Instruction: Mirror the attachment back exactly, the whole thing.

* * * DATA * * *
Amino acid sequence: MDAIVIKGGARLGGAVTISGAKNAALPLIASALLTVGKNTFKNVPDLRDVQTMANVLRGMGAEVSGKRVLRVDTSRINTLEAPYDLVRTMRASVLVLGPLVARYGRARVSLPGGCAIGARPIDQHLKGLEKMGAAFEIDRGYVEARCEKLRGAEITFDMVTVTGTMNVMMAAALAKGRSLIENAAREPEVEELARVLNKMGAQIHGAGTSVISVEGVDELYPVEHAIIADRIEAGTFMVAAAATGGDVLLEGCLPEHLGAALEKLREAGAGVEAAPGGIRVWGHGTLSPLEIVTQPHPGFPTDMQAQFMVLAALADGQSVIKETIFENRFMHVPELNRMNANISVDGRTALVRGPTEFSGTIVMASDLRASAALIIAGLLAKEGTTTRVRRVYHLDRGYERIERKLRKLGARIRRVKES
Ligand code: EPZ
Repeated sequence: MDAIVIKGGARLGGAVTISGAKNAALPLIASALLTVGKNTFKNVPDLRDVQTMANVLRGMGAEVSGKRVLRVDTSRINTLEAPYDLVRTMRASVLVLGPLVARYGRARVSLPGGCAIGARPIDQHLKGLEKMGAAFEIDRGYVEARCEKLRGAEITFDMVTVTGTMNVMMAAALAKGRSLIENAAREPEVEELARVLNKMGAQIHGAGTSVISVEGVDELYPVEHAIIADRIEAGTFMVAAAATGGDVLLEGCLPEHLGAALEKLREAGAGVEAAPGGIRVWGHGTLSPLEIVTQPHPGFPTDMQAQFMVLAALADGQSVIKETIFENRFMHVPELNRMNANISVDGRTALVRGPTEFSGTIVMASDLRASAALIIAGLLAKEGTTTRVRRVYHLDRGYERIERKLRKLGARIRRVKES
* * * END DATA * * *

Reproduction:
Amino acid sequence: MDAIVIKGGARLGGAVTISGAKNAALPLIASALLTVGKNTFKNVPDLRDVQTMANVLRGMGAEVSGKRVLRVDTSRINTLEAPYDLVRTMRASVLVLGPLVARYGRARVSLPGGCAIGARPIDQHLKGLEKMGAAFEIDRGYVEARCEKLRGAEITFDMVTVTGTMNVMMAAALAKGRSLIENAAREPEVEELARVLNKMGAQIHGAGTSVISVEGVDELYPVEHAIIADRIEAGTFMVAAAATGGDVLLEGCLPEHLGAALEKLREAGAGVEAAPGGIRVWGHGTLSPLEIVTQPHPGFPTDMQAQFMVLAALADGQSVIKETIFENRFMHVPELNRMNANISVDGRTALVRGPTEFSGTIVMASDLRASAALIIAGLLAKEGTTTRVRRVYHLDRGYERIERKLRKLGARIRRVKES
Ligand code: EPZ
Repeated sequence: MDAIVIKGGARLGGAVTISGAKNAALPLIASALLTVGKNTFKNVPDLRDVQTMANVLRGMGAEVSGKRVLRVDTSRINTLEAPYDLVRTMRASVLVLGPLVARYGRARVSLPGGCAIGARPIDQHLKGLEKMGAAFEIDRGYVEARCEKLRGAEITFDMVTVTGTMNVMMAAALAKGRSLIENAAREPEVEELARVLNKMGAQIHGAGTSVISVEGVDELYPVEHAIIADRIEAGTFMVAAAATGGDVLLEGCLPEHLGAALEKLREAGAGVEAAPGGIRVWGHGTLSPLEIVTQPHPGFPTDMQAQFMVLAALADGQSVIKETIFENRFMHVPELNRMNANISVDGRTALVRGPTEFSGTIVMASDLRASAALIIAGLLAKEGTTTRVRRVYHLDRGYERIERKLRKLGARIRRVKES